Suresh Raina is the kind of cricketer every captain would love to have in his limited-overs squads. Apart from the fact that he is a muscular left-hand batsman who can give it a mighty thwack, Raina possesses many other attributes that make him a vital cog in the abridged formats. He is an exceptional fielder, a fairly intelligent offspinner and, crucially, he is naturally capable of ensuring shoulders don’t droop and heads don’t drop when things aren’t going your way.
He is the first to converge on a bowler when a wicket falls, no matter whether he is patrolling the covers or is in the deep towards the closing stages of the innings. His energy can be infectious; quick to figure out that the team needs lifting, Raina is a bundle of enthusiasm, urging and exhorting his mates to remain positive and believe that a wicket is just one delivery away.
Yuvraj Singh is cut from a different cloth when it comes to geeing up his colleagues. These days, Yuvraj spends much of his time in the outfield, a far contrast from the days when he used to guard point to left-hander and right, traipsing from one part of the ground to the other during a left-right combination and protecting his patch with utmost ferocity.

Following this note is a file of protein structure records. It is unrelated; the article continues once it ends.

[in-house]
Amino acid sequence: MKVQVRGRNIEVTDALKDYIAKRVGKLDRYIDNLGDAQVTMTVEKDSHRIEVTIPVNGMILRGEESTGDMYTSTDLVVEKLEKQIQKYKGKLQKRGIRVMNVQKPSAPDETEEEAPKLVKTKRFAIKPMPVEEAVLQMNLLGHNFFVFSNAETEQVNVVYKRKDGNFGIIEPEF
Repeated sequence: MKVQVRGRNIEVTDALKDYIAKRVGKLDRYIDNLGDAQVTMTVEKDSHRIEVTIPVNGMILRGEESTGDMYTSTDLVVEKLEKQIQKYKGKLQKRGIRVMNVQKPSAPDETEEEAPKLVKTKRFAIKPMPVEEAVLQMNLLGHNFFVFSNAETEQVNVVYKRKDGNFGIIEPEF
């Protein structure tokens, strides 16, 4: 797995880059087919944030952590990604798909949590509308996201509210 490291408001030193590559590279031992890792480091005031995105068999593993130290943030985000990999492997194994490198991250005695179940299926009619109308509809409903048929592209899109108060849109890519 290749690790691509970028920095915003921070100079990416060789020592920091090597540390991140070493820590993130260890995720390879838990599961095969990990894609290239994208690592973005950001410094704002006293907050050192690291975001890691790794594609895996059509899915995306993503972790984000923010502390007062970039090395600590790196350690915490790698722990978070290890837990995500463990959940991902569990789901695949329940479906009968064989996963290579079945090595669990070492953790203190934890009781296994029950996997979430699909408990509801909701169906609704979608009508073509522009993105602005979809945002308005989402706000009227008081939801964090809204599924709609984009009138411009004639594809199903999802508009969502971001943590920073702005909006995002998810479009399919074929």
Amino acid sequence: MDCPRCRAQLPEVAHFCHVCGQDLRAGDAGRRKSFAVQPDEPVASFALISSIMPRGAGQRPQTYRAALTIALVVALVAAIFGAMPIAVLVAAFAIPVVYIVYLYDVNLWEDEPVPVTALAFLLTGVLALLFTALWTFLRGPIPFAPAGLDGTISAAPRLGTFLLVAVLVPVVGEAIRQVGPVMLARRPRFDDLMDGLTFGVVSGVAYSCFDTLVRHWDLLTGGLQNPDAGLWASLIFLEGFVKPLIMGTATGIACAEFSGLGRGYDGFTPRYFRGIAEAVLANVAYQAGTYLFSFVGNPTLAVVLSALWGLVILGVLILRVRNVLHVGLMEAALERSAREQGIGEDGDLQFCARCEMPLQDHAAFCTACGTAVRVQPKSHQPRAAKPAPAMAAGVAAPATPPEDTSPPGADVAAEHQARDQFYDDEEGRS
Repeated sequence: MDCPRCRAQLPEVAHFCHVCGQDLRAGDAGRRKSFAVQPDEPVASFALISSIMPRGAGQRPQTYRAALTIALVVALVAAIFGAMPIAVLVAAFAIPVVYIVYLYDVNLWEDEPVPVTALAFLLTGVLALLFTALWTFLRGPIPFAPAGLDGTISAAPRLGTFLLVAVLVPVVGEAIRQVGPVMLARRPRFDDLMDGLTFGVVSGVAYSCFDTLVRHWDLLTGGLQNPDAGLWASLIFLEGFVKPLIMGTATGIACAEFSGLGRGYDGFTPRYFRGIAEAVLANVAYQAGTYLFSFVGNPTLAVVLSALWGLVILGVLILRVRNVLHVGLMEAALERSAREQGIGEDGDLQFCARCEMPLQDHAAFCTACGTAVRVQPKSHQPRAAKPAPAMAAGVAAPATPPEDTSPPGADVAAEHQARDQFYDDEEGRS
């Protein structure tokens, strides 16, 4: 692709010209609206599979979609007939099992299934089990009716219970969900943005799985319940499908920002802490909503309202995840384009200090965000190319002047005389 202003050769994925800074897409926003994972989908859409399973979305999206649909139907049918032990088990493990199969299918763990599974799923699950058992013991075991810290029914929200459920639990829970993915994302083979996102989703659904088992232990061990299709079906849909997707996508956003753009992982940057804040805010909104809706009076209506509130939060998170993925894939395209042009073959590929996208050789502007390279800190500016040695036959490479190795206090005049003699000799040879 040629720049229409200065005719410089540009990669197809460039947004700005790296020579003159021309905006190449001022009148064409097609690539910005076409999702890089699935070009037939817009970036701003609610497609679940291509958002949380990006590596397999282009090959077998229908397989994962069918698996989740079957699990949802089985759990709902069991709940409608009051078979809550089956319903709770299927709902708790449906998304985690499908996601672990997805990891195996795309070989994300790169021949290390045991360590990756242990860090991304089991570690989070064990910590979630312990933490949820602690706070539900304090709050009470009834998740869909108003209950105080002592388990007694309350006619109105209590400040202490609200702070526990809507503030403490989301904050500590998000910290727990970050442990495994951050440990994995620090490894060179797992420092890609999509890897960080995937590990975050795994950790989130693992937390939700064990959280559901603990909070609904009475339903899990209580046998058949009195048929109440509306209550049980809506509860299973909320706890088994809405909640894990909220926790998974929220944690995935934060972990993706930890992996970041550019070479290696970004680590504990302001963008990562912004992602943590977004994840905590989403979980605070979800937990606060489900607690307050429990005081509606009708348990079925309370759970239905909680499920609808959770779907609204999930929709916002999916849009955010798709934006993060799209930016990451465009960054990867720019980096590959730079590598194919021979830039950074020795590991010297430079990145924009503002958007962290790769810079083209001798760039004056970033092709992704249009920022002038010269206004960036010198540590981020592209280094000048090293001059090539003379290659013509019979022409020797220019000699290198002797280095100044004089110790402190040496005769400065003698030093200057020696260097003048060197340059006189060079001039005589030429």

He is also, like Raina, a hard-hitting left-hand batsman – ‘The best in T20 cricket’, according to Mahendra Singh Dhoni – who used to be a handy left-arm spinning option until the last 18 months or so. One new ball at each end of a One-Day International innings and no more than four fielders outside the 30-yard circle at any stage, coupled with Yuvraj’s health and form that kept him more out of the side than in it, meant Dhoni has had to learn to rely less and less on Yuvraj the bowler.
Neither Yuvraj nor Raina has been able to nail down a Test spot despite years of trying, now having made way perhaps permanently for the likes of Rohit Sharma and Ajinkya Rahane, well on their way to establishing themselves as permanent fixtures in the five-day game. Since his debut in October 2003, Yuvraj has played only 40 Tests, the last of them in December 2012; Raina, whose initiation into Test cricket came in July 2010 with a hundred on debut against Sri Lanka at the SSC ground, played the last of his 17 Tests in September 2012. It’s fair to say that neither man realistically expects to make a comeback to the Test arena anytime soon. Today, they are battling to regain their spots in the ODI squad, Yuvraj having been dropped after the three-match series in South Africa in December and Raina axed for the Asia Cup in February-March after being left out of the XI midway through the ODI series in New Zealand in January.